This is a curious thought that Jesus says to the disciples at the end of this passage about sin. If we forgive someone, their sins are forgiven, but if we hold on to the sins, they are retained. Jesus does not say who retains them. Do you ever wonder if the bad feelings we have towards other people who have wronged us is what Jesus means?
Perhaps one of the gifts of the Holy Spirit is our capacity to forgive. When we harbor resentment or anger towards someone, it is usually you and I who lack peace in the relationship. Again, Jesus is offering the Holy Spirit to guide his followers, sending them into the world to carry on the ministry he began. This mission is driven by two commandments: to love God and to love our neighbors. We cannot do either very well if we cannot forgive. What relationships do you have where you have not forgiven someone, regardless of whether they have asked or not? Perhaps we can now take a moment to claim this gift of the Spirit, this spirit of forgiveness.i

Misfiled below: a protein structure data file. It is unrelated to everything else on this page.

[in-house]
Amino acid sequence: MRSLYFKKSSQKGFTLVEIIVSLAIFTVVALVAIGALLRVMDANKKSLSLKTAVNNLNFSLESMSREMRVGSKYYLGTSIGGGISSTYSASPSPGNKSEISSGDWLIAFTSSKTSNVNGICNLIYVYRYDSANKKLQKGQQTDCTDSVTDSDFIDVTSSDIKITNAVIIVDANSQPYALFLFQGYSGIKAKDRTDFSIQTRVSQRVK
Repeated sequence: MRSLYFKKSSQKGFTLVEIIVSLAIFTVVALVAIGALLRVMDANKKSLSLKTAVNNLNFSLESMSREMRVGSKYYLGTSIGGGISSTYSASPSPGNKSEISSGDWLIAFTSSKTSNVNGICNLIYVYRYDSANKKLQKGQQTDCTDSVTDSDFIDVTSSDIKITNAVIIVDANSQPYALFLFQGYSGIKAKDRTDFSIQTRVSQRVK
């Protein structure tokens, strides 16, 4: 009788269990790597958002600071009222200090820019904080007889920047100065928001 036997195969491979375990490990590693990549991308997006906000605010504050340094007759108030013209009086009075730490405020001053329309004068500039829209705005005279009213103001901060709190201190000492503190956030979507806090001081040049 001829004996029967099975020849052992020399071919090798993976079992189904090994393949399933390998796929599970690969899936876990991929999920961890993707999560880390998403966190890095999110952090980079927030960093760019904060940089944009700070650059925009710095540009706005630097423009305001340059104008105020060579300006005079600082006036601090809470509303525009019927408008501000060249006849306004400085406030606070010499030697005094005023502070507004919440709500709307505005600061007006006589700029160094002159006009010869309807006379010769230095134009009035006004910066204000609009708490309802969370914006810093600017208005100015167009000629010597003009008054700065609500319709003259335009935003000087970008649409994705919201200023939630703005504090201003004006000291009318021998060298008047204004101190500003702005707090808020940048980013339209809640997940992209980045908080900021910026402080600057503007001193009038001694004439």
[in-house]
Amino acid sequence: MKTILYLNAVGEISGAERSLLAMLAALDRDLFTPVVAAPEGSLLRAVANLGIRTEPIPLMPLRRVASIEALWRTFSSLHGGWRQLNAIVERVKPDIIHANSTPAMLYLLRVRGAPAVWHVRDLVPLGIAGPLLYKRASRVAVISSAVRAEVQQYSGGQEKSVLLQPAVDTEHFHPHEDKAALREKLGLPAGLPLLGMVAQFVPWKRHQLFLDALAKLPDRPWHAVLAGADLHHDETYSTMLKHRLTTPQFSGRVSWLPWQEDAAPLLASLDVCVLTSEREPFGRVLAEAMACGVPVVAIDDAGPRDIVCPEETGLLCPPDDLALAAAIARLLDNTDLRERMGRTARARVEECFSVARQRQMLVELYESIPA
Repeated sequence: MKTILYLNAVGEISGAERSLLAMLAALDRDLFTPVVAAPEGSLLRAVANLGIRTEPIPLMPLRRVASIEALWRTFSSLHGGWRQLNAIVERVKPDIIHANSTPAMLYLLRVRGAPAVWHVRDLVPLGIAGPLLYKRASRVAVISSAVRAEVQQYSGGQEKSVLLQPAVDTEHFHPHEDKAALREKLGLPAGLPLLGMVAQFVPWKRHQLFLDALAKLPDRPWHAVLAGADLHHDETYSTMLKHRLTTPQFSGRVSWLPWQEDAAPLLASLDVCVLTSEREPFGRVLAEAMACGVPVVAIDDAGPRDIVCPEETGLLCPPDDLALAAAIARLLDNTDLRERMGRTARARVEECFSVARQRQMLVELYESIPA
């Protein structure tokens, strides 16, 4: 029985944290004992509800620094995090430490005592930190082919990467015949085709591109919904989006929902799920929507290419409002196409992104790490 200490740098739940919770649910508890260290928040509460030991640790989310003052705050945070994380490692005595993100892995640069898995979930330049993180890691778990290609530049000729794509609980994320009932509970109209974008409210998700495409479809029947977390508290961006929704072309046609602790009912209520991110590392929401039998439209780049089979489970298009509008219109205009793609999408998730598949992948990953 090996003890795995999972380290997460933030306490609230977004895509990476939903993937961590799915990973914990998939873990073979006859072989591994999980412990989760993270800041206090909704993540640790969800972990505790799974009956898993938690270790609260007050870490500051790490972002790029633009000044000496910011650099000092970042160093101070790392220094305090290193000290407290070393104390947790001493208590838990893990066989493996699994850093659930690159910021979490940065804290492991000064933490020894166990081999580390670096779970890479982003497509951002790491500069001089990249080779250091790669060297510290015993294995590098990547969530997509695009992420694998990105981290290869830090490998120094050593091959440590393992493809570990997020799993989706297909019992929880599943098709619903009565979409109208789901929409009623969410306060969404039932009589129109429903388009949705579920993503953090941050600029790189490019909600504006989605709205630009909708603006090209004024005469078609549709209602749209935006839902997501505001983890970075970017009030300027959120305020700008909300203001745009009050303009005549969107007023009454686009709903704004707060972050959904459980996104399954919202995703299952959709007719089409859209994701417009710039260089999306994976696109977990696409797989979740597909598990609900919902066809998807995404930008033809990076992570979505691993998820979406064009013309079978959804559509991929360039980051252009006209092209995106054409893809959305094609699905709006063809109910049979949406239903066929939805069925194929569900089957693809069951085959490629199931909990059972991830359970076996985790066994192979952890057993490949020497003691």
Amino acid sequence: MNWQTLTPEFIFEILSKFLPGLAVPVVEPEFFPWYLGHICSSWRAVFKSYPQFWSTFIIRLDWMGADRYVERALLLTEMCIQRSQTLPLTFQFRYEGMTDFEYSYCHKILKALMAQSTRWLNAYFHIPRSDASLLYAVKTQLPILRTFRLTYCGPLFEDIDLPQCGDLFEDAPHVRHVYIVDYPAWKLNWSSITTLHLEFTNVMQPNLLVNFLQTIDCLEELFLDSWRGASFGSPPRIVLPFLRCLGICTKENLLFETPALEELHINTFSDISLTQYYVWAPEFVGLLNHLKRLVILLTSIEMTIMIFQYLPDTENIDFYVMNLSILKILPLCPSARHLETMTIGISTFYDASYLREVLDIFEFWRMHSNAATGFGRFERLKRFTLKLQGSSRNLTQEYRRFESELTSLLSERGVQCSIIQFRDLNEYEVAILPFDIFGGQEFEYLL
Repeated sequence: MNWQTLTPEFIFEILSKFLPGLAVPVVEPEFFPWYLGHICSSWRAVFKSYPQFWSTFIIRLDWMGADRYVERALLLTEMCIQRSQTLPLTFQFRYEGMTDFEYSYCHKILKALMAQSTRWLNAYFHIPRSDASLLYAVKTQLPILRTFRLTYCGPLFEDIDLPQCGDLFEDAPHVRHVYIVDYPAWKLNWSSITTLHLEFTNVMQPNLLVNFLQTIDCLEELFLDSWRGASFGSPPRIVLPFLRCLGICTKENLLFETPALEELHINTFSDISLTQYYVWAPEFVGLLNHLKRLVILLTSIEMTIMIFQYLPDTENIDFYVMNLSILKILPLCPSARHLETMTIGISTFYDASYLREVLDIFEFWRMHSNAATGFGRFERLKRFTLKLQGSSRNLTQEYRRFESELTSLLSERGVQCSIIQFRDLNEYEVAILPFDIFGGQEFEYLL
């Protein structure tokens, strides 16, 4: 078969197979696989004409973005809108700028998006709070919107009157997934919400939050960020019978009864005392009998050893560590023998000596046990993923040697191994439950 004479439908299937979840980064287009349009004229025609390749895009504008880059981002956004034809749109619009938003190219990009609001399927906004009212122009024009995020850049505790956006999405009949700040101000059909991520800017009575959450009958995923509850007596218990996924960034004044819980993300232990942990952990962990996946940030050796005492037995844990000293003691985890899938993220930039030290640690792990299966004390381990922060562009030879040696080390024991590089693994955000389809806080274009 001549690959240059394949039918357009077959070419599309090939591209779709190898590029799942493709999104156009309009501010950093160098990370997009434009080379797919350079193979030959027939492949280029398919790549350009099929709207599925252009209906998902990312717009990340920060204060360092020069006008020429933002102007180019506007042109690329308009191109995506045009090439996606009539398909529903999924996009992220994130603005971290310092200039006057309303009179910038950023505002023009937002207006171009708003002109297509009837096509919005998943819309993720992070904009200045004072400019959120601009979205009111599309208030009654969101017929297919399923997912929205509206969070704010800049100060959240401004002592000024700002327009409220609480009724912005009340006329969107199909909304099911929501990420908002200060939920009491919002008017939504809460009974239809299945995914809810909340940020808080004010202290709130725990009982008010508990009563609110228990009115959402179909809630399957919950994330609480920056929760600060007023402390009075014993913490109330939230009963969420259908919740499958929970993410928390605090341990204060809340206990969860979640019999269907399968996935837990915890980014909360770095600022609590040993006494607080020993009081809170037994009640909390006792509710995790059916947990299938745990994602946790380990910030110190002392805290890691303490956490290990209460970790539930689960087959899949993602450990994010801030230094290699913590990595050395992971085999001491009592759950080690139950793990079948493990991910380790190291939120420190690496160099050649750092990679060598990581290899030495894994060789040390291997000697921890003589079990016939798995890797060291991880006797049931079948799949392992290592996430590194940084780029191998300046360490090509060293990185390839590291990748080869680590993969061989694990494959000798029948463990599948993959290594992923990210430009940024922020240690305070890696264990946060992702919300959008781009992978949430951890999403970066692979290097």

This forgiveness mission is the same as the mission of proclaiming the good news of the Gospel. This mission demands that Jesus’ followers are to make the Gospel so clear that it is evident where people stand on the nature of sin. When these texts are understood in this perspective, it is clear that Jesus’ commission to his followers is not one of privileged judgment but of weighty responsibility to represent the will of God. We need to recognize the significant role that declarations of forgiveness can have in freeing people. When the forgiveness is experienced, past sins and feelings of guilt are removed. Now our attention turns to the joy of living with the risen Christ under the direction of the Holy Spirit!
Today we celebrate the day when the infant church became dramatically aware of the inexhaustible resource which we call the Holy Spirit, “poured out on all flesh.” The Holy Spirit is God’s own presence with us. Not God in some distant heaven. Not God on some loftier plane of existence. Not some sub-god or archangel paying us a visit. But the One God, holy beyond comprehension, truly with us and within us in unique power. Like when Jesus was around, but the Holy Spirit is even more widely available and the peace of knowing Jesus is here with us!